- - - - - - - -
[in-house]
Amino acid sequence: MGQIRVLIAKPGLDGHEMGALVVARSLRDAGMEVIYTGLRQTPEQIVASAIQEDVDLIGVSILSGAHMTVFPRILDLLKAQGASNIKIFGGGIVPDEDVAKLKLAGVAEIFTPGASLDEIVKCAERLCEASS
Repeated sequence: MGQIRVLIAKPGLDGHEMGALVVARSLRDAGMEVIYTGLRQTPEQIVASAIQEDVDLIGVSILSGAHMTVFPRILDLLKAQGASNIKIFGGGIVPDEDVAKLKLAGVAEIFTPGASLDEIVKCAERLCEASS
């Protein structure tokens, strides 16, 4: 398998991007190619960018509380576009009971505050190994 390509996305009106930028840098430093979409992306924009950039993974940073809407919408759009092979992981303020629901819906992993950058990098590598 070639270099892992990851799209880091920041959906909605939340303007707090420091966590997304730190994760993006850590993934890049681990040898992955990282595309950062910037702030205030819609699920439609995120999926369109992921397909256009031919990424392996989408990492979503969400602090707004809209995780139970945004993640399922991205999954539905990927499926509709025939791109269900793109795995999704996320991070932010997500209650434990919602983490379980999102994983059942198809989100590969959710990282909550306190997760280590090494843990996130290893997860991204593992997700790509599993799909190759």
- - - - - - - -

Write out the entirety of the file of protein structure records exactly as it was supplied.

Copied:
[in-house]
Amino acid sequence: MGQIRVLIAKPGLDGHEMGALVVARSLRDAGMEVIYTGLRQTPEQIVASAIQEDVDLIGVSILSGAHMTVFPRILDLLKAQGASNIKIFGGGIVPDEDVAKLKLAGVAEIFTPGASLDEIVKCAERLCEASS
Repeated sequence: MGQIRVLIAKPGLDGHEMGALVVARSLRDAGMEVIYTGLRQTPEQIVASAIQEDVDLIGVSILSGAHMTVFPRILDLLKAQGASNIKIFGGGIVPDEDVAKLKLAGVAEIFTPGASLDEIVKCAERLCEASS
């Protein structure tokens, strides 16, 4: 398998991007190619960018509380576009009971505050190994 390509996305009106930028840098430093979409992306924009950039993974940073809407919408759009092979992981303020629901819906992993950058990098590598 070639270099892992990851799209880091920041959906909605939340303007707090420091966590997304730190994760993006850590993934890049681990040898992955990282595309950062910037702030205030819609699920439609995120999926369109992921397909256009031919990424392996989408990492979503969400602090707004809209995780139970945004993640399922991205999954539905990927499926509709025939791109269900793109795995999704996320991070932010997500209650434990919602983490379980999102994983059942198809989100590969959710990282909550306190997760280590090494843990996130290893997860991204593992997700790509599993799909190759």